Friday, December 2, 2022

Beyond a festival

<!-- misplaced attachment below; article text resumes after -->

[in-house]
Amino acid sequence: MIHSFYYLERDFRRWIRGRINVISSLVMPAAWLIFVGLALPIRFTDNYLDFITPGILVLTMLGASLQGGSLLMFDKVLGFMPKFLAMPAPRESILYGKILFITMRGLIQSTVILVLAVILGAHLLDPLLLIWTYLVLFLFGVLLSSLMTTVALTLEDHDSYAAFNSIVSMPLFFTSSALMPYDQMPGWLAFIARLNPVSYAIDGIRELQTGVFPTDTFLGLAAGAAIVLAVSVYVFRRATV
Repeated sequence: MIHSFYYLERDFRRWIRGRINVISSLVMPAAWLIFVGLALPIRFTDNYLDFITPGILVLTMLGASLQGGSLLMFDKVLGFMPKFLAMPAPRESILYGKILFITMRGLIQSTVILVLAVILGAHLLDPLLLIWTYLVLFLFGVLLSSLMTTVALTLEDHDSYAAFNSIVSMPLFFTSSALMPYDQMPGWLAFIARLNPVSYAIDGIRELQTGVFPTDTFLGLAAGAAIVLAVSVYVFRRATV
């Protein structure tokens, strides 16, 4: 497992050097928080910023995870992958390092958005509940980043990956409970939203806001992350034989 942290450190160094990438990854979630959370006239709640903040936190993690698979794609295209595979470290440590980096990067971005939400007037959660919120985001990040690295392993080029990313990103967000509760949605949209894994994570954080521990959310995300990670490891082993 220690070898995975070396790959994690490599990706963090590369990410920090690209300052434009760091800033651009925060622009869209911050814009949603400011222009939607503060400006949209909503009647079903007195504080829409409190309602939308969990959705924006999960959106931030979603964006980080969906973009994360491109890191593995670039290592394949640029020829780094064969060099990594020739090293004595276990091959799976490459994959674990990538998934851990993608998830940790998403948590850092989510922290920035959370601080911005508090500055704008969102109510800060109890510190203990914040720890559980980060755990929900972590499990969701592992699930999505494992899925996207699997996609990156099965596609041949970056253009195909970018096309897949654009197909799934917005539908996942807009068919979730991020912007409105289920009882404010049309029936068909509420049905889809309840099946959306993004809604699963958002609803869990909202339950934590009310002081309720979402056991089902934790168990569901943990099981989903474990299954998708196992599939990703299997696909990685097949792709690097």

Amid the hype and hoopla of lighting the spark for economic development in Nagaland as envisaged through government’s economic visions in the past decades, state planners have been bringing out vision documents to prepare the blueprint of the future. In addition to agro-industry, the other aspect for economic activity is global tourism, which is ever growing and a permanent activity. Nagaland needs to attract the desired number of tourists beyond a ten-day event called the Hornbill Festival in Kohima. It has been a generally held view that Nagaland’s tourism potential has yet to be exploited. First and foremost, it needs to be understood that these “untapped potential(s)” should be identified and honestly assessed whether overall, the state has something that would make tourists want to visit the state. Sikkim attracts those interested in the state’s scenic landscapes and its famed floriculture industry. Sikkim is a good example where eco-tourism has grown into a thriving industry due to government intervention along with awareness spread through tourism-oriented NGOs. There are states which attract tourists with their agro produce such as the wine festival in Shillong, orange and Sangai festival in Manipur and adventure sports in Arunachal Pradesh. Nagaland could base its appeal with Agri tourism as there is ample evidence of horticulture and floriculture which people in general are familiar with. Agri-tourism, which is also one among many other facets of the attractions offered by Thailand, can become a special beneficiary in the development of tourism and travel industry. In this regard, the concept requires establishing agri museums, agriculture related festivals and fairs including farmers’ markets. Agri museums will have the benefits for farm vacations, heritage trails, farm tours and farm activities. Economic development is not a one-way traffic. According to a study, the increasing tourism activities can help build environmental and cultural awareness, provide positive experience for both visitors and hosts and give direct financial benefits for conservation. The other aspect is to impress upon the importance of ‘responsible tourism’ whose goal is to create “better places for people to live in and better places for people to visit.” It is a comprehensive approach to the travel and tourism industry ensuring that the potential negative impacts of tourism are minimized while contributing to the preservation local livelihoods, culture and conservation on which they are dependent. The state government needs to focus on this aspect, in order to promote a longer duration for tourism during the dry winter months. Further, tourists visit places for various reasons-pilgrimage, relaxation and health,agri and environment, shopping, culture and others. Therefore, the list needs to be whittled down so that the concentration could help in faster development instead of fritting away to pander all kinds of unrealistic dreams, trying to copy other states or simply failure to understand that the government cannot and should not be the main player. There area many reasons security concerns, whether rightly or wrongly, have to be addressed seriously and urgently. It is in this regard, that all those NGOs and tribal hohos, who seemed to be engrossed in other issues, need to look into these and meet the challenging demands.

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